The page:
Pond has spread the word to past performers and designers of the 50th season, with several returning to Millbrook this summer.

“There is probably nearly one hundred performers who will be part of our ‘company’ this summer,” Pond said.

She is most enthusiastic about the 17 volunteers, mainly college students who will support the work of the company and assist stage managing the children’s shows.

From my perspective, production values have noticeably increased in the last several years, beginning with Stephen Sunderlin’s stint as artistic director and continuing with Mary Kate Burke and Pond.

So, technically, Millbrook should be pleased with the return of some of last summer’s designers in light, set, sound and properties.

Last season, there were few community actors incorporated into shows, but his summer, according to Pond, there is a nice balance of professional actors and community-based performers.

The dozens of returning alumni include Michael Schloegl, the very talented choreographer and director who should make “Grease” a visually exciting show.

And playing Sandy in tonight’s opener, “Grease,” is Erin Long, a local performer returning to Millbrook after just graduating from Shenandoah University.

Joanne Pinzler returns to direct “Always, Patsy Cline,” having starred in this musical for Millbrook seven years ago.

Kali Haines, who just won a Community Theatre Ray of Light Award for her performance in Central Mountain High School’s “Young Frankenstein,” will be featured as Leisel in “The Sound of Music.”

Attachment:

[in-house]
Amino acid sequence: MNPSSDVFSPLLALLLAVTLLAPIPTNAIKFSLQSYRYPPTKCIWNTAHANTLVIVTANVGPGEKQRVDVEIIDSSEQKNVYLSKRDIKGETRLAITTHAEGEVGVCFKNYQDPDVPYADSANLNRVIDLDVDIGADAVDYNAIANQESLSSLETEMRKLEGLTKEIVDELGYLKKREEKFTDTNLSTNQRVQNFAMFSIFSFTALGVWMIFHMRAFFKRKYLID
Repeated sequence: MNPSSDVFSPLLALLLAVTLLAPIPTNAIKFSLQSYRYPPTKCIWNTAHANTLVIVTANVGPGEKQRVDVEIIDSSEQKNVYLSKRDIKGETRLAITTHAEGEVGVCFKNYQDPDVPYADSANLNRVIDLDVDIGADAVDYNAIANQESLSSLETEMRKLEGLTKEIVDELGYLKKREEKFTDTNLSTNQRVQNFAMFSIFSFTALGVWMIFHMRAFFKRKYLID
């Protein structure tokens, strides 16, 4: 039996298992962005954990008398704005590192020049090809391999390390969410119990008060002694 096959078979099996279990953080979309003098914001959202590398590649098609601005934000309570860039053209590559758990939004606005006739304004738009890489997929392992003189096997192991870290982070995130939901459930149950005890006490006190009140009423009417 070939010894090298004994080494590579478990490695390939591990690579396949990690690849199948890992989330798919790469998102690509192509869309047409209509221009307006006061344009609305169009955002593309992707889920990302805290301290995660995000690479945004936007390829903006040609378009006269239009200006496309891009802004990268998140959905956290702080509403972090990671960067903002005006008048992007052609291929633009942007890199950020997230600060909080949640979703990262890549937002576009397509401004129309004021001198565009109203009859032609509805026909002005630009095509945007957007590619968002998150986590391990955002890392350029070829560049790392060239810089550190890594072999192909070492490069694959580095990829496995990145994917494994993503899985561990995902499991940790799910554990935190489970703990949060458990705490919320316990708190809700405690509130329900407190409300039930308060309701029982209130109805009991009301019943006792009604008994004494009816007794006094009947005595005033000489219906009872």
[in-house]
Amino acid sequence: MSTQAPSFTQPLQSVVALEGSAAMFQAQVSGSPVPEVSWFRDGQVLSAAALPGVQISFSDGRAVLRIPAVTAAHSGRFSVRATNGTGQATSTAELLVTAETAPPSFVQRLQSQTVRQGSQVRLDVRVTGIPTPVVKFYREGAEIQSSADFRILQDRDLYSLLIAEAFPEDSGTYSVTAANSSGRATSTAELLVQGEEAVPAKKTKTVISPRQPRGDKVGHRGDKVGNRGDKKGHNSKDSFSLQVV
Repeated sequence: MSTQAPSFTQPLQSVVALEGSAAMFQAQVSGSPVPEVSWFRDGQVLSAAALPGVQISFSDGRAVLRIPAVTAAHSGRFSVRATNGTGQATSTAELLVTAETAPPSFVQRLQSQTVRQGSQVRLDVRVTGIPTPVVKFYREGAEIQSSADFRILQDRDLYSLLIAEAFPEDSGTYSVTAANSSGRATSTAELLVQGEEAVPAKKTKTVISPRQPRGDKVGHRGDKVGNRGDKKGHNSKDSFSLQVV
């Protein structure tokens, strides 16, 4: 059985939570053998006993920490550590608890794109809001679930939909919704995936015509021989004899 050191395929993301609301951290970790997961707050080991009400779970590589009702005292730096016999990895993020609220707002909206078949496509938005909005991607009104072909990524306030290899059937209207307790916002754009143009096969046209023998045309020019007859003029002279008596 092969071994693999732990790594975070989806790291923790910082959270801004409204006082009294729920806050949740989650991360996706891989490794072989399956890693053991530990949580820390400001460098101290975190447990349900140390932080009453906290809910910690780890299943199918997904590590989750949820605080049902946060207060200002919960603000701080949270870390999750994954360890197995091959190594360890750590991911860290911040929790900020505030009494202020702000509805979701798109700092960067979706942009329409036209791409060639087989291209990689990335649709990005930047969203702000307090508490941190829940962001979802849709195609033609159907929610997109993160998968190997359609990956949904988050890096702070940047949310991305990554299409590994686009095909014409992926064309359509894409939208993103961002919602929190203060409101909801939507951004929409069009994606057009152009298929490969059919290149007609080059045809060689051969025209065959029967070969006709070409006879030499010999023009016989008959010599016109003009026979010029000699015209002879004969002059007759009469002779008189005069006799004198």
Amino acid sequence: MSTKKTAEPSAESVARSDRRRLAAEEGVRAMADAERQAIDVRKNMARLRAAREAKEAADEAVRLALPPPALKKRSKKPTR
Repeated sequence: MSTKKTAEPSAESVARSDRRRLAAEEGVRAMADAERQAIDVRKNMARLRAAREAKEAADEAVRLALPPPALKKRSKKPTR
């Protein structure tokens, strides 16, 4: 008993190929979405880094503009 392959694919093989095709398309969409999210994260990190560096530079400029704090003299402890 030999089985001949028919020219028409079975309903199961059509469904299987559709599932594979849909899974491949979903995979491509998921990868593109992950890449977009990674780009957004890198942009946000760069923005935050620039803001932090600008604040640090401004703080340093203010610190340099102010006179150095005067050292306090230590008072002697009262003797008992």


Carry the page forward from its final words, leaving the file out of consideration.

(Although all casting of the children was held at local auditions, young girls from New Jersey and Virginia have also been cast as Van Trapp’s daughters.)

Adam Knight, who directed last year’s most successful laughfest, “Lend Me A Tenor,” is back in the director’s chair this summer.

While Bill Brown has been named as this season’s music director, area resident and veteran director of high schools and CTL productions, Martena Rodgers returns to Millbrook to musically direct “Nunsense A-Men.”

Lawrence Lesher is a double threat who is back, having both directed “The 39 Steps” and acted in “Lend Me a Tenor” last year, and appeared in a holiday fundraiser. This will be the seventh season for Richard Guido, who first came to Millbrook in 2003 with Steve Sunderlin. He will be on the Main Stage the whole summer, playing Miss Lynch in “Grease,” Uncle Max in “The Sound of Music” (the role he played 10 years ago) and will be featured in “A Midsummer’s Night Dream” and, yes, one of the nuns in “Nunsense, A.Men!”

Millbrook’s success is based upon many factors as detailed by Pond and Board President Erla Mae Frederick. Each laud the dedicated volunteers, the sponsors for their generous donations and the 21 board members for their year-round work.

“More than anything, this season is the time to honor our history. Both stages have shows from each of our five decades,” Pond said. “Always overseeing this playhouse have been wonderful dreamers and planners.”

No theater can get too static over the years. Millbrook Playhouse has survived by adapting. So, 50 years is indeed a milestone to celebrate, especially for those who relish “life on the wicked stage.”

For ticket information, call 748-8083 or visit